FAN South Asia
Read a series of case studies from a five-year governance and transparency programme undertaken by FAN Global and WaterAid to improve the accountability and responsiveness of duty bearers to ensure equitable and sustainable WASH services for the poorest and most marginalised.
On 19th November 2013, the independent sovereign India is the Global Capital of open defecation with more than half of its 1200+ million people defecating in the open every day. The political independence has not brought any significant change to this reality.
Find out about FANSA's engagement in the fifth South Asian Conference on Sanitation, hosted by Nepal from 22-24 October 2013 in Kathmandu, with the theme 'Sanitation for All: All for Sanitation'.
A coalition of civil society organizations, media and parliamentarians from across South Asia have started their discussion on tackling sanitation crisis in South Asia in Kathmandu in connection of the launch of regional campaign on sanitation on 19th March.
Civil Organization deliberated whole day on citizens’ charter to right to sanitation, a vision for prosper South Asia and dignified citizens. The charter is an aspiration of citizens of South Asia for dignified lives and freedom from diarrhoea, malnutrition and discrimination.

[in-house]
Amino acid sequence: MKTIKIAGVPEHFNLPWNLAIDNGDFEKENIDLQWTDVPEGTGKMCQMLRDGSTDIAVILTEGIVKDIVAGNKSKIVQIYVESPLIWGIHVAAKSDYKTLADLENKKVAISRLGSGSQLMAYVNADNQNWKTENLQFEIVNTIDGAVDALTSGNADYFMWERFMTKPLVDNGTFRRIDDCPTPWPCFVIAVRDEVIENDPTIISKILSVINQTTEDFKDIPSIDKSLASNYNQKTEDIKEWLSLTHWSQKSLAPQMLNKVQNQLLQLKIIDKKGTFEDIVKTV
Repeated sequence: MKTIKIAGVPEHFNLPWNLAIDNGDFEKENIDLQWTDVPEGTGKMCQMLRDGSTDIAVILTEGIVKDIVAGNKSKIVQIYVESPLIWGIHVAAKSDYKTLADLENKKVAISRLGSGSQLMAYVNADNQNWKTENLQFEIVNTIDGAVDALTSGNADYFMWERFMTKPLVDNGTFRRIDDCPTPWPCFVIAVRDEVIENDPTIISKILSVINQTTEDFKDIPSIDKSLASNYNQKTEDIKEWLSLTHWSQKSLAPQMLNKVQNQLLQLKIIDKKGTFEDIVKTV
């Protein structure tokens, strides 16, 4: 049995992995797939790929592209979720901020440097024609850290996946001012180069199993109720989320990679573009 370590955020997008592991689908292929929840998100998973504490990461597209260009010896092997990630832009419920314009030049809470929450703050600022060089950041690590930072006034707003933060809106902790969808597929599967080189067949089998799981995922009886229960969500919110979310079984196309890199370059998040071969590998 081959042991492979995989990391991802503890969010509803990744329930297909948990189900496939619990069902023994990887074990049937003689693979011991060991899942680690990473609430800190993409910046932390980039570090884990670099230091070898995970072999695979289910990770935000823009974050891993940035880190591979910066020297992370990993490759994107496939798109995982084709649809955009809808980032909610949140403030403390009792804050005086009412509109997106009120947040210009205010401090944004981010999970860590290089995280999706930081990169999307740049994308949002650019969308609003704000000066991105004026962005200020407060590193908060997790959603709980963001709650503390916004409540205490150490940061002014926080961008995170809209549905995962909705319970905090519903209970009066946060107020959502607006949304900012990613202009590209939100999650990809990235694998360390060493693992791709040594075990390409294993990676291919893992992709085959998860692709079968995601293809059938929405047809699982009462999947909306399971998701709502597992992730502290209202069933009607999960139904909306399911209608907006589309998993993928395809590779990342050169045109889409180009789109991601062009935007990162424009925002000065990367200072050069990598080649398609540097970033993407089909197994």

Keep Your Promises on Sanitation is a regional customised version of the international keeps your promises campaign. The campaign is calling on decision makers to stick to the pledges they have made on sanitation. Decision makers have made promises locally, nationally, regionally and globally to get sanitation to the poorest communities in South Asia, where over a one billion people don’t use improved sanitation and 700 million practice open defecation - however, words are not enough and actions are required to end this human development and public health crisis.
At the 6th World Water Forum in Marseille, Kusum Rajamouli, a local Panchyat leader from Gangadevpalli village in a southern Indian state of Andhra Pradesh, India, was not happy to see the government's shyness over their commitment on the right to water and sanitation.
The Sixth World Water Forum in Marseille, France kicked off on Monday 12 March. Over 20 thousand people from 144 countries discussed for a week water issues and make decisions for the future of this vital liquid. The event involved representatives, legislators, ministers, business, and civil society representatives, among others.
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